Israel’s two largest natural gas fields, Tamar and Leviathan, have been found to contain valuable gas condensate, liquid hydrocarbons which are obtained during gas production and used to produce refined oil products for the fuel industry, Globes reported. The fields include an estimated 35 million barrels of condensate, believed to be worth roughly $3 billion.
Ben-Gurion University of the Negev and the University of Michigan have signed a $2 million partnership agreement to work together in the development of renewable energy technologies, The Jerusalem Post reported. The universities signed a memorandum of understanding that committed each side to spending $1 million over three years in a collaborative research program. The project was initiated by Michigan’s vice president for research, Stephen Forrest, who has traveled to Israel frequently over the past five years and was impressed by the country’s innovation and technological expertise.
The United States, Israel, and Greece participated in a two-week joint naval exercise known as “Noble Dina,” which aimed to practice defending offshore gas rigs, a new strategic imperative for the Israeli Navy, Agence France Presse reported. The relationship between Greece and Israel has warmed in recent years and the United States has sought to capitalize on an opportunity to work trilaterally with two important Mediterranean allies. This year marks the third such joint exercise, which the Israeli military said in a statement was “an opportunity for mutual learning and for strengthening cooperation with its allies.”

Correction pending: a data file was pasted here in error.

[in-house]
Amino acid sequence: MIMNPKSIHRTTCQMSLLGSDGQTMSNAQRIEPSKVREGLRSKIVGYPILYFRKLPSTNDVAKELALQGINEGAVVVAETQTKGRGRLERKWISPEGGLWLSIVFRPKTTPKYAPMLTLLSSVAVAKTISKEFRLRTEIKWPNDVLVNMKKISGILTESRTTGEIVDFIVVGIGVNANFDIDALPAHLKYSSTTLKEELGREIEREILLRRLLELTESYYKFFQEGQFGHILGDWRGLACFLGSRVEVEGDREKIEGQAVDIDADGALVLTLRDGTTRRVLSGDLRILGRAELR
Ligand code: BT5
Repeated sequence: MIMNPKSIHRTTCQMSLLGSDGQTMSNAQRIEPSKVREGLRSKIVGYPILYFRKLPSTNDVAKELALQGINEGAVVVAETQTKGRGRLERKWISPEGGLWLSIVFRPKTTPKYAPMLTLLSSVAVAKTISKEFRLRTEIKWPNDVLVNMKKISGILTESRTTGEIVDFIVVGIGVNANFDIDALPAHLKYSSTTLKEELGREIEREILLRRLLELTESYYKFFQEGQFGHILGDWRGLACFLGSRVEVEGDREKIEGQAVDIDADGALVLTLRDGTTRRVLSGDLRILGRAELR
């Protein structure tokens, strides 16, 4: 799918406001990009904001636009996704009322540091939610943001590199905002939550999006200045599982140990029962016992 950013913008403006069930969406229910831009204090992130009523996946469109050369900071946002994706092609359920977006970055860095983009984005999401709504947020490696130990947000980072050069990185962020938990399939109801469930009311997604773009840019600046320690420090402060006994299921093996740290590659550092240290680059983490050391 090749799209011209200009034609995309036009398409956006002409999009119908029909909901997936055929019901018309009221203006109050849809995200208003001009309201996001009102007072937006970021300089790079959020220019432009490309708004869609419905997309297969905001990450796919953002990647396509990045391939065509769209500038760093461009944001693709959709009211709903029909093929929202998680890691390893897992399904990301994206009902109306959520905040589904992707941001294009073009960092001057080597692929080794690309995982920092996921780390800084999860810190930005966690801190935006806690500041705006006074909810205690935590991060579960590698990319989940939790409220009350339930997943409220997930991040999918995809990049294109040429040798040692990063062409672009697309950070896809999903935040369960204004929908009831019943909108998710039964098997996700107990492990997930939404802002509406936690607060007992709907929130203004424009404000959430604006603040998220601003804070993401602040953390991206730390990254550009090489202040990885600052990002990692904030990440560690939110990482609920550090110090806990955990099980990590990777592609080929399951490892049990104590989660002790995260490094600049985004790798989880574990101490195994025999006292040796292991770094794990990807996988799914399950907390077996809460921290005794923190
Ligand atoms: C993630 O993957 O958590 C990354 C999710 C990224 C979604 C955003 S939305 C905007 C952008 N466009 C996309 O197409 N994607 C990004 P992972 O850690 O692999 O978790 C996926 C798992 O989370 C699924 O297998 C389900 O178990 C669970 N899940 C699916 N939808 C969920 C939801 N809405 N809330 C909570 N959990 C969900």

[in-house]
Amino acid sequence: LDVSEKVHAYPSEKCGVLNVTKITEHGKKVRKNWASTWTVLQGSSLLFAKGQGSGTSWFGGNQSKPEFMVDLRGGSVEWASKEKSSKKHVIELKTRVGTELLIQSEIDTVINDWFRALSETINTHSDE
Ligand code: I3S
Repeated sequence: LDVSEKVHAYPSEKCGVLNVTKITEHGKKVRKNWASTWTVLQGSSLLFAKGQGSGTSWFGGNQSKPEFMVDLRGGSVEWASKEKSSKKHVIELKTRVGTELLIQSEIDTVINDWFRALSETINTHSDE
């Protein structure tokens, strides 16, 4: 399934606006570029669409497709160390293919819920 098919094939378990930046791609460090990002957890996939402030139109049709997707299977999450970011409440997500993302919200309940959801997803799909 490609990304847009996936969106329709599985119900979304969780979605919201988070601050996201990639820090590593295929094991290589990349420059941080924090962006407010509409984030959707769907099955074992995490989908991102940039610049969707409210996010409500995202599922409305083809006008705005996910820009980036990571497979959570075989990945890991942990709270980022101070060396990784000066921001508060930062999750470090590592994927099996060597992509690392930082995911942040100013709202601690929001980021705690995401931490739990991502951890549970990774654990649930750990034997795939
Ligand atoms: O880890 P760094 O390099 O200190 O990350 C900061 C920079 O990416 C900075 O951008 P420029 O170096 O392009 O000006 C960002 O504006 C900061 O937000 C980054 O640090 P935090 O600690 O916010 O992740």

In an important step towards Israel’s energy security, gas from its Tamar field started flowing into the country on March 30, The New York Times reported. The gas flows from Israel’s northern Mediterranean coast to an onshore reception station in the southern Israeli port of Ashdod. Over the next 10 years, Tamar is expected to supply Israel with 50 to 80 percent of its natural gas needs.
The diplomatic resolution between Israel and Turkey over the 2010 Mavi Marmara incident has raised the possibility of boosting cooperation between the two nations in arenas beyond the political, The Wall Street Journal reported. For months, the parties have quietly explored the prospect of energy cooperation, specifically the possibility of a natural gas pipeline from Israel to Turkey. Progress, however, was believed impossible until the political disagreement was resolved. Turkey is a growing energy consumer and could serve as a potential transit point to European markets as well, and a pipeline could prove a low-cost export option for Israeli gas. Turkey is today largely dependent on Russia for natural gas and is looking to diversify its supply as its needs rise.